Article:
The Age of the Cane

THE VICTORIAN façade of my old primary school greatly impresses Clara, whose taste in architecture tends towards the turreted. “It’s very grand, Mum,” she says. “Like Malory Towers. Did you have tuck and play lacrosse?”

“Not exactly,” I tell her. “We had sherbet dabs and toffee like they do in Enid Blyton, but we didn’t call it ‘tuck’.”

“And what about the lacrosse?” Clara is vigilant for signs of social distinction in our family tree; she is sure that if we go back far enough, we will find princesses swapped at birth with peasants, and the lacrosse would at least be a start. As so often, however, she is disappointed. “Sorry, darling, no lacrosse either. The boys played football and the girls played endless skipping games. But,” I add, keen to provide a hint of exoticism, “there were strictly separate playgrounds for boys and girls, and if you strayed into the wrong one, you got whacked with the cane.”

“Caned?” says Clara. “You mean the teachers actually hit you?” Things are looking up. Possibly the only point of contact between my Northern Irish state primary school and the English public schools Clara loves to read about was a shared passion for corporal punishment. When I was my daughter’s age, I tell her, I was beaten almost every day of my school life.

“Mum!” Clara’s tone is admiring. “Imagine you the Naughtiest Girl in the Form!” “But I wasn’t,” I protest, truthfully. “I only ever got whacked for talking or eating in class. If anything, I was the teacher’s pet. And I thought he was the best teacher I ever had.”

In many ways he was. The most cane-happy teacher in the school was also the one who would spend entire afternoons reading The Moonstone aloud because neither he nor we could bear to close the book at the end of the chapter. We were also made to learn and recite epic poetry by the yard, with an encouraging tickle from the cane if we dropped a line, and none of us thought it a cruel or unusual punishment. By contrast, my bitterest school memories are of the teacher who spared the rod but humiliated the child with sadistic precision. (“Sit down, Edith Evans,” was her icy comment on my affecting rendition of “Horatio on the Bridge”. I wasn’t sure who Edith Evans was; much less were my classmates. But it didn’t stop them calling me “Edith” in sniggery tones.)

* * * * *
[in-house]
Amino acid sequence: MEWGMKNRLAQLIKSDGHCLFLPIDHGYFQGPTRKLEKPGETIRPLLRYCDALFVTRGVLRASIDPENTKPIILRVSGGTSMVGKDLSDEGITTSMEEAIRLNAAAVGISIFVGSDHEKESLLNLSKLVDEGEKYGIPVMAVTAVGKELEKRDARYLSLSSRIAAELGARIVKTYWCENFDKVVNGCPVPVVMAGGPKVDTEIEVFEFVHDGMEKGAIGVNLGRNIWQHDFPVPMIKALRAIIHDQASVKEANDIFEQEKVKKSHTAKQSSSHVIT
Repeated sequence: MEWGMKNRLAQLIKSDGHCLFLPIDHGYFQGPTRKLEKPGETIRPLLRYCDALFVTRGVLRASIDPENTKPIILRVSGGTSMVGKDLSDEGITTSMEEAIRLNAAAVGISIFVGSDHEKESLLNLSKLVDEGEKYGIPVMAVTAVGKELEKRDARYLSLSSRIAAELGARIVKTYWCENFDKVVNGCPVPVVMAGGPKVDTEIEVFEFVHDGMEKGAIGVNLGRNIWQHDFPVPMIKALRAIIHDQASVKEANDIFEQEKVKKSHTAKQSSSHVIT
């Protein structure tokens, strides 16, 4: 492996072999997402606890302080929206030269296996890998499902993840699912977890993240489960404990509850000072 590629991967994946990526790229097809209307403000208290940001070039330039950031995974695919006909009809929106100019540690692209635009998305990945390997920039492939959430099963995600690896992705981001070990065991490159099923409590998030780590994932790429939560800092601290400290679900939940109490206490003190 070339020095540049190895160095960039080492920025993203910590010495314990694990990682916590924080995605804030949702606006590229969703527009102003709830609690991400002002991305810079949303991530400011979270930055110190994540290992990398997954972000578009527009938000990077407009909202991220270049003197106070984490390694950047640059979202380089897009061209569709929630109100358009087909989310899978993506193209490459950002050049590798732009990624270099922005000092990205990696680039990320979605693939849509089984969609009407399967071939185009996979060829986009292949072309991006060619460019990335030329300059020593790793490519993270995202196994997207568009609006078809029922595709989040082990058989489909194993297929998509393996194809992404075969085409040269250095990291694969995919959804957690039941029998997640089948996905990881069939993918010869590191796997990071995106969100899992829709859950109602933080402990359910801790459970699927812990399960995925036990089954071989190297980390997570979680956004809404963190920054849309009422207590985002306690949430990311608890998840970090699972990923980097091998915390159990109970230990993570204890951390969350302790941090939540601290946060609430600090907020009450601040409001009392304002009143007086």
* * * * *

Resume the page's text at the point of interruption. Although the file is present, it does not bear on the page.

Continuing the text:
I would, of course, be horrified if Clara or her brother came home from school with weals across their hands because they slipped up on spellings or times tables. On the other hand, I don’t think that my own education left lasting scars. But then, I reason, more to myself than to my daughter, I’m probably the person least able to judge.

“I expect,” says Clara, who has inherited her mother’s dramatic tendency, “you will take the Memory to Your Grave.”

“I’d rather take it to the sweetshop I used to spend my dinner money in,” I tell her. “Let’s see if they still do sherbet dabs.”

“Rather,” says Clara in her best Blyton-ese. And, foaming sweetly at the mouth, we head home to Granny’s for tea with lashings of Sprite Zero.